Cleanliness is next to Godliness

Cleanliness is next to Godliness.

I’ve been thinking about this phrase the last couple days. It’s source doesn’t seem to be certain. I personally have associated it with Christians, although I am not sure why. Some say it can be traced back to ancient Hebrew writings.

A big part of my journey, and my personal belief system, has to do with cutting through the illusions and deceptions of my (western) world. As I learn more about how and why things (including myself) work, increasing my understanding, the more of my ‘Self’ (my perceived needs, values, prejudices, etc.) I shed. This is part of what I am talking about when I refer to ‘Return’ as one side of an aspect of the human experience.

I have noticed that as this process takes place, the more I revert/return to being a person that might be called ‘good’, and the more my thoughts and actions are in line with common moral teachings of the major religions.

This process of shedding my ‘Self’, and unlearning, might be like cleaning myself up. I have been removing the stains (some of them very tough) of values and beliefs that have been drilled into me, through various channels, since I was a child. Some of these values, ideas, and ‘needs’ don’t actually serve me, let alone the community. They are selfish, divisive, materialistic, vain… They are dirt.

To paraphrase St. Paul (not that I am a Christian), I won’t be conformed to this world, but be renewed (made like new again) by the transforming of my mind. I will return to my natural/original state, perhaps created in God’s image, and perhaps intended to walk in the same manner as He walked.

In other words, as I clean myself up, removing the stains I have acquired from my/this western world, perhaps I will emulate Jesus in my own humble way, and be next to Godly

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Whoever Jesus was, He was like water. He was good to all, expressing and doing love. The Tao Teh Ching (chapter 8) says that higher good is like water- the good in it benefits all, and it can be found in lowest of places, where people dislike to be. As I make my own humble journey in this direction, I hope to emulate water- clear, yielding, noncontentious, and good to all. Having said that, I will also say that I hope to emulate Him (Jesus), in my own less-than-perfect way.

Jesus’ unconditional love, keeping company with, and guiding, even the lowest of His society (tax collectors, prostitutes, etc.), placing Himself in harm’s way for others, not clinging to worldly wealth, serving others… I could go on. These are all attributes of someone who has no self, but who instead has an existence and purpose that transcends his individual life. It makes me think of someone who has achieved enlightenment and Oneness- the ultimate result of the Return.

Truly if Jesus had the consciousness of God (you can’t get any higher of a consciousness), total perception, knowledge, and understanding, then His ‘Return’ would be complete- His enlightenment would be complete, and He would be indistinguishable from the the Divine (…maybe that statement is redundant… or maybe that’s how some recognized Him to be Divine).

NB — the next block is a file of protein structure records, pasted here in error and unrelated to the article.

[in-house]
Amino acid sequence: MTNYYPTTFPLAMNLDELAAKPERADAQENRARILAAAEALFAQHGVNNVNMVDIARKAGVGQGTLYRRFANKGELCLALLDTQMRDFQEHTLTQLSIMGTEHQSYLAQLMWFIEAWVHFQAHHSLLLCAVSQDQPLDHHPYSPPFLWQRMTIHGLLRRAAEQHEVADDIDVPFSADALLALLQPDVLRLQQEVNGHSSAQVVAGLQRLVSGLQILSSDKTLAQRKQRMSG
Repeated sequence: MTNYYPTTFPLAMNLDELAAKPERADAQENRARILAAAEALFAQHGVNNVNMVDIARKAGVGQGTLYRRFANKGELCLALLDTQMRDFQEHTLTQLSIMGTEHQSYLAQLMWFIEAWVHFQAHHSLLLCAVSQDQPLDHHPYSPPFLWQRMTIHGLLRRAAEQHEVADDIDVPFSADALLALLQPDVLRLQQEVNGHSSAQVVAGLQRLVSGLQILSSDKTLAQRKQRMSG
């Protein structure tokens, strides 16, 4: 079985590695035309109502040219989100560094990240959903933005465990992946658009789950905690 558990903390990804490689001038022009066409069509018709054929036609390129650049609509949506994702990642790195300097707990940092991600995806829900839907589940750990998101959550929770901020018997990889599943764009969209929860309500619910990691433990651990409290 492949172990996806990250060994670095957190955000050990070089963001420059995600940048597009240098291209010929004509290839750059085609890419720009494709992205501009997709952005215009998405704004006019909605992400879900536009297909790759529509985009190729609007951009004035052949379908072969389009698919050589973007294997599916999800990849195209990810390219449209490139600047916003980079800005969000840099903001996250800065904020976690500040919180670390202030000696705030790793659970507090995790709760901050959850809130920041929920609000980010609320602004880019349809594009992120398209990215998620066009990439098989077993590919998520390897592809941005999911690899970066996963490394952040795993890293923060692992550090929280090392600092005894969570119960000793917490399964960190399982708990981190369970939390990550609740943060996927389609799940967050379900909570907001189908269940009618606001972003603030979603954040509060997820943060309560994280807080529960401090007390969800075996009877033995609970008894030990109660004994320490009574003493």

I have observed many parallels between the walk and attitudes of the Taoist sage, and the Christian path. I think If I were to substitute the word ‘heaven’ for ‘God’ in the Tao Teh Ching, it would be hard to distinguish the practical teachings of the Bible and that Taoist text.

I am off on a tangent here, just rambling on, thinking out loud/in typed word… Any thoughts, regardless of how religious or Christian they might be, would be welcome. Jesus’ qualities, and description as Divine, as example of the ultimate result of Return, is an idea I intend to explore.

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5 thoughts on “Cleanliness is next to Godliness

  1. I love the convergence of the Bible and the Tao Teh Ching here. I completely agree that both texts can be read symbiotically. I also like the trope of cleanliness. I believe that we were all whole, pure, and clear, but our journey is to return to this state. Thus, the game is already won. We don’t have to attain enlightenment; we just have to return to it.

    • I agree with you, Kozo. I like how you put this: that the game is already won, meaning that we are inherently divine; it’s just a matter of finding it again, through the stripping away of the ego.

    • I really like how you put that, too- the game is already won. I’m going to remember that one. That’s an inspiring way to put it. I don’t need to struggle and strive so much as I need to let go of the Self/ego, and I will return to that innocence and be closer to that divinity in all of us.

  2. You have embodied, I think, the meaning behind the lyrics of Return To Innocence, by Engima. This stripping away the efforts of the ego is like detoxifying the mind/consciousness of the illusions set upon it simply by being raised in a discordant environment where the ego is constantly adverted. Once that has been stripped away, what remains is the “Innocence” or that “divinity”. This is the return, not so much as a going back, but a turning away from the shadows on the wall (for the ego) and looking toward the light (for the consciousness/mind) to borrow from Plato’s allegory.

    Great post.

    • “Detoxifying the mind”- Another great way to put it that I’m going to remember. Thanks. Thanks for the comments, too. 🙂 Always honored to have any feedback from such beautiful spirits.

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